I am grateful for our dog, Olive.
Olive came to live in our home one year ago. She was our neighbor’s dog and I remember when I first met her, she was a small, adorable puppy. A few years later, Olive became my daughter’s best friend. Abby would go to visit Olive and we would take her for walks together and sometimes Abby would just bring Olive to our yard to play.
And then Olive became our magic angel who helped my daughter out of her fear and rage that went along with the severe anxiety that began to overtake my daughter’s life when she was 8 years old. We would sometimes bring Olive into Abby’s bedroom when she awoke in a rage. Like magic, seeing Olive could help her calm down and begin to move out of fear and be able to engage in life, to eat a meal or stop her aggressive behavior.
And so when our neighbors told us they were moving in a few weeks and the house they were renting did not allow all three of their dogs and asked us if we wanted to have Olive, what else could we have said? Sure, my husband and I thought about it and discussed it privately for a few days. We were already considering getting our daughter a dog in the future, possibly in a few months.
So Olive came to live in our home, first temporarily but knowing it could be permanent.
Olive more than tolerated our exuberant and energetic youngest child, Jason who was not yet 2 when she came to live with us. We watched the two of them very closely in the beginning and had some couch “resource guarding behavior” to deal with initially but Olive otherwise had nothing but kisses and love for our toddler. I am sure it helped that he gave her treats whenever he could get a hold of them and often as many treats as he could give her.
I am even more grateful for my daughter, Abby, thanking me for Olive.
I am happy to say that one year later, and much time and effort helping my daughter with her anxiety disordrer (OCD), she spontaneously thanked me for her dog, Olive. It is exciting to see her running up to Olive and saying “I love my puppy!”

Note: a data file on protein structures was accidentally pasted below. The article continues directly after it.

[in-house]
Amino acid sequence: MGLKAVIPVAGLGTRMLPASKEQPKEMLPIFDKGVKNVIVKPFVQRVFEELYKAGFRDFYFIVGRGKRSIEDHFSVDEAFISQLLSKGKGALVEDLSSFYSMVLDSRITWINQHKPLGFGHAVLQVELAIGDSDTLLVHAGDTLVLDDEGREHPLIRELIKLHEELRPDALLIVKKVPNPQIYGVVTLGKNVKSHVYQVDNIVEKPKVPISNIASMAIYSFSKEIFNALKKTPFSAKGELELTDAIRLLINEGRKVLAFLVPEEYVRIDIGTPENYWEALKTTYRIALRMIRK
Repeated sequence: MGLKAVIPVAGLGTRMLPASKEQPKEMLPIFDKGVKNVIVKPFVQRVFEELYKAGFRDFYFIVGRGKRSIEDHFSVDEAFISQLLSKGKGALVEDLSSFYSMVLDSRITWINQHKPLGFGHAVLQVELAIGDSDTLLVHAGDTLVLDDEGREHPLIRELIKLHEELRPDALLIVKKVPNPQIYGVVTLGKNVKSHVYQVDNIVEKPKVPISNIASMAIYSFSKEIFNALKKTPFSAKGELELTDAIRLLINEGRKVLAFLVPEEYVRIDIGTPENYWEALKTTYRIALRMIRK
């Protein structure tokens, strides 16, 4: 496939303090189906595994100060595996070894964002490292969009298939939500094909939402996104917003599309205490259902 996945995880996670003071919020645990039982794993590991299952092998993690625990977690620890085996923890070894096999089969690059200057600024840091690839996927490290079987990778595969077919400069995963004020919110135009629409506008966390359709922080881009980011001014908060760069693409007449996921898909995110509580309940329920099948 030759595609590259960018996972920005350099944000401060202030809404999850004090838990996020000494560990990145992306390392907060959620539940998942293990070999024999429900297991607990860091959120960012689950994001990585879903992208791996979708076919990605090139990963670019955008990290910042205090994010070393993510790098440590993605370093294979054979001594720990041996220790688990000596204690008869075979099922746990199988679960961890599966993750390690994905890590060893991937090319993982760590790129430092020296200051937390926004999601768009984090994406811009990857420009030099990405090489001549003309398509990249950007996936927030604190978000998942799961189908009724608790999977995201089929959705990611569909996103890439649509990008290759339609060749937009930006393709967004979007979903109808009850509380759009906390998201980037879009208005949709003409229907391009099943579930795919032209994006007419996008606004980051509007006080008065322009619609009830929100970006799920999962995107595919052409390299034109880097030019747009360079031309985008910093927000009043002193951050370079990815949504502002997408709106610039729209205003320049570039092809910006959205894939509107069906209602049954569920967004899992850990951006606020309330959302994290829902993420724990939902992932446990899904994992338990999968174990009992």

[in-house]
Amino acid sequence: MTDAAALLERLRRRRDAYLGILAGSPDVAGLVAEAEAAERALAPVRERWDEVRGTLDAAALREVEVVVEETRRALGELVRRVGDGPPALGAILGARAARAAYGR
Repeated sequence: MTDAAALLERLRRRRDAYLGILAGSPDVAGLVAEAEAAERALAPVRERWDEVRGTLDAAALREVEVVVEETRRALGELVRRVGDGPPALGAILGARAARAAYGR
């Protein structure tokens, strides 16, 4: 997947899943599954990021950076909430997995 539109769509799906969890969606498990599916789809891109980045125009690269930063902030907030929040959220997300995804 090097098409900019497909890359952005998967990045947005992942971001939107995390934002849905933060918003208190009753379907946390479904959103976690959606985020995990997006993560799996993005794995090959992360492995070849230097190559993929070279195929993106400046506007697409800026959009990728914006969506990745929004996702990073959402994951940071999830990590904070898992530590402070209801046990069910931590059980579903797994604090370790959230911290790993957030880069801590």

Abby, gave me a Thank You card the other day. She thanked me for giving her: life, love, giving to her, our cat, Peanut and Olive. It was one of those miraculous moments of motherhood that you cherish forever. One that erases hours, days and years of challenges. For my daughter, it was also a monumental point for her given her experiences over the past year or so. An expression of her new ability to write and express herself on her own and an amazing turning point in her life with severe anxiety- a sign of the “real Abby” the beautiful soul who is without fear and is pure love and joy. A reminder to the rest of us as to who she really is.
Today Abby asked me, “Why is Olive always already outside when I wake up?”
I resisted the urge to say, ‘Because you wake up so late and often don’t get out of bed until 9:30 or later’. Instead, I saw her need and interest in spending time with her dog (something to be celebrated!) in the morning and told her that I could bring Olive inside for her. And I joyfully, brought Olive back in the house.
I realize that there are not words to describe or fully express the magnificence of these small but huge leaps for my daughter. She has always loved Olive and continued to when Olive came to live with us. Yet, within days of Olive moving into our home, Olive became part of my daughter’s anxiety disorder. She could not touch Olive for some time, maybe with her arm or the back of her hand and then later only if she had washed her hands for a certain length of time (read: a very long time). She quickly grew unable to feed Olive- she couldn’t touch the container that held her food, and for some time, she couldn’t hold her leash.
At the beginning of this year, my sister, an animal love, dog behaviorist and kindred spirit with my daughter, began coming to visit monthly, and spend time with Abby and Olive. With those visits combined with Abby and Olive taking a local dog training class, we have seen improvements with my daughter being able to do more with Olive and improvements with her anxiety. I used to have to bring Olive to Abby when she was in a “stuck place” and I would say, “Her’s your dog, Abby. Olive loves you no matter what.”
Take all that I have described and multiply it in your mind by 1000 and now you have a glimmer of understanding of her life over the past year.
Abby may have a long way to go with her anxiety and maybe a lifetime of managing OCD, yet, to see her enjoying her dog brings us hope. We want our children to be happy. When a child has had an experience of pure hell; an experience that takes away her childhood innocence , as her parent, you just want to take it all away and make it all better. As much as I have wanted to take away her pain, I have always known that I can’t do that. It is her life to live and my job is to love her and provide support and encouragement for her. I can comfort her, but I can not take away the ‘bad’stuff, nor can I always make it better.
So to hear Abby thank me for her dog and to see her joyfully and spontaneously run up to Olive and hug her and spend time with her is truly an amazing and beautiful sight to behold. Our daughter is coming back. She is showing wonderful moments of her true self, without the fear and anxiety and it fills my heart with joy and gratitude.